Nominated for Album of the Year at the Grammys, self-proclaimed ‘weirdo’ Jacob Collier is probably your favourite artist’s favourite artist. He is the singing multi-instrumentalist pushing musical boundaries in a multitude of directions, and if you don’t know who he is then we are here to tell you why it’s about time that changed.
Heralded as the ‘millennial Mozart’, the 26-year-old Londoner has been compared to a plethora of seminal composers and music creators, but frankly, there is no one quite like Jacob Collier. Beneath the quirky collection of hats, eye-catching ponchos and crocs lies a humble but unrivalled – and we don’t say this lightly – genius. To some critics, and to Collier himself, his nomination for Album of the Year came as a surprise: notably, Djesse Vol. 3 is the first release since 1963 to make the nominations without having appeared on the albums chart. However, Jacob is yet to release an album that has *not* won a grammy. He won a Grammy for each of his first four albums.
From a musical family, Jacob Collier has often credited the melting pot of music on constant rotation in his home for his vast musical influences. His ventures into the realm of fame began in 2013 when one of the covers he posted online went viral. The dense arrangements showed off the many strings to his bow: from the plethora of instruments he plays, his vocal skill, to his advanced understanding of harmony and producing.
Beneath the quirky collection of hats, eye-catching ponchos and crocs lies a humble but unrivalled – and we don’t say this lightly – genius.
His video of Stevie Wonder’s “Don’t You Worry ‘Bout a Thing” made its way to Quincy Jones’ email inbox via a friend, sparking the beginning of a new journey for the then 19-year-old. Collier signed with the music giant’s management company and subsequently has won five Grammys for Best Arrangement, pushing musical boundaries of harmony and texture.
Another realm that this young artist is at the forefront of, is technology. Creating everything from his YouTube covers to his debut album, In My Room (2016), from the music room in his family home, Jacob has become more than familiar with the technology needed to produce his own music. Continuing to push technology both to and beyond its limits, he worked with MIT PhD Ben Bloomburg to create a vocal harmoniser that would allow him to harmonise with himself by combining vocal and keyboard skill, live. This tool has allowed his crazy one-man-show style to transfer to his live performances: a prime example of this is his 2018 TED Talk, as he runs around the stage in beautiful chaos.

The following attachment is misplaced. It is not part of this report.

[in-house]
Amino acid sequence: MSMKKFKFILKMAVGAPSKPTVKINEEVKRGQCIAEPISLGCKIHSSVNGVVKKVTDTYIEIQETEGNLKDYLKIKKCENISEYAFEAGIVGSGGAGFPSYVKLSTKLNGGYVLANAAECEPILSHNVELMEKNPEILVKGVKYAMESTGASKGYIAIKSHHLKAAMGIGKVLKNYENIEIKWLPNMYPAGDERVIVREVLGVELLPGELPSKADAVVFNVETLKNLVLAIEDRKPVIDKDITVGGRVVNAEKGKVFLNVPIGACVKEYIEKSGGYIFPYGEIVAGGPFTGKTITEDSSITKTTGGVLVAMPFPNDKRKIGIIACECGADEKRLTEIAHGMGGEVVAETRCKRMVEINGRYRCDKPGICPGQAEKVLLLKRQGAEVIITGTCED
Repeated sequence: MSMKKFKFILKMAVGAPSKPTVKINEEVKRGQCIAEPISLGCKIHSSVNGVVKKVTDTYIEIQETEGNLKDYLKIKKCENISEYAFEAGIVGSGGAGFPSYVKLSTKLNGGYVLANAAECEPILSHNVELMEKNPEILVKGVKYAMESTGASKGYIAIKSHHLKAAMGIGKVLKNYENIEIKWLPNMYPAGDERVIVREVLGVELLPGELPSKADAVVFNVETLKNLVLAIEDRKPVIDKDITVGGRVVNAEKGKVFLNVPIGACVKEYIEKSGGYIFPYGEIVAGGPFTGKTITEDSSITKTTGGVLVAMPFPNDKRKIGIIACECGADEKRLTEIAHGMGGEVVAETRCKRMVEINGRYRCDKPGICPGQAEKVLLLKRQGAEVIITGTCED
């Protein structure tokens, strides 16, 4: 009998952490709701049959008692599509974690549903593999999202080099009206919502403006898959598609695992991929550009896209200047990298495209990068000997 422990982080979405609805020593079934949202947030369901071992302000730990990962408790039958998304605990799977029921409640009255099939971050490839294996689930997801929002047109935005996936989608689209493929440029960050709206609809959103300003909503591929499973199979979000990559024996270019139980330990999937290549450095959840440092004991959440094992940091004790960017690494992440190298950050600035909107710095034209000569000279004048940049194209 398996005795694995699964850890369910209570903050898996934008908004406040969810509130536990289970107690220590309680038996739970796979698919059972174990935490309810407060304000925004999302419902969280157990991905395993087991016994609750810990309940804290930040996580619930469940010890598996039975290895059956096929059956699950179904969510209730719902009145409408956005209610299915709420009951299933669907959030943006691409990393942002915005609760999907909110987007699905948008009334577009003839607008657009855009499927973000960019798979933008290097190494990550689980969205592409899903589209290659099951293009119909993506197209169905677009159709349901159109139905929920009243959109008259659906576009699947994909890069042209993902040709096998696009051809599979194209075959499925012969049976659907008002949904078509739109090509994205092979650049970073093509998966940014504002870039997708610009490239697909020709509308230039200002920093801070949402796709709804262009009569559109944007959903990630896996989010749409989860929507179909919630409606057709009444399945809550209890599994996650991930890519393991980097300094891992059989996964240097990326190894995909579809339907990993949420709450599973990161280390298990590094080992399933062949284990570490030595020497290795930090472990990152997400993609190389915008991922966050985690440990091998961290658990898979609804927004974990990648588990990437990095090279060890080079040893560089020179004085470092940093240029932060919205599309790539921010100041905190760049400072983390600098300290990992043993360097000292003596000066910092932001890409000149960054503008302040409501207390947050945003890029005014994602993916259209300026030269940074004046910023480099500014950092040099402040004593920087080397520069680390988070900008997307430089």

As if forewarned for the pandemic, Jacob’s music room is like a musical doomsday-prepper’s dream. The walls are lined with instruments and equipment that would allow for isolated music production, yet somehow, his most recent album, Djesse Vol. 3 is also his most collaborative, and most mainstream leaning.
His jazz-centric, dense sound remains, but he brings in new flavours of neo-soul and R&B, featuring guest appearances from Daniel Caesar, Jessie Reyes, Kiana Ledé, Kimbra, Mahalia, T-Pain, Tank and The Bangas, Tori Kelly and Ty Dolla $ign. More informal collaborations came recently as R&B star SZA reached out to Jacob via social media after seeing some of his videos on YouTube. She shared their early exchanges on twitter, in which she reached out asking for some direction.
SZA (Billboard): “I asked him to section it, and he sent it back literally in no time. He was like, ‘I don’t know if this is what you were thinking of’ and I was like ‘Ahhh! Don’t do anything, it’s perfect!’”
The song in question, ‘Good Days’, went on to reach number 9 in the charts, one of SZA’s highest-charting singles.
I’m sure it is becoming apparent why we quite like Jacob Collier: he is constantly challenging what we think we know about music and technology, and is even committing to a ‘more sustainable future in the music industry’, by agreeing to carbon-offset his entire tour travel history. His recent attempted ventures with NFTs were also an attempt to engage with decentralising the music industry. It is these constant efforts to break down musical, technological and industry-placed barriers that make him a beacon of light for the future of the music industry, and we can’t wait to see what else he has up his brightly coloured sleeves.
Here is our pick of Jacob Collier essential listening.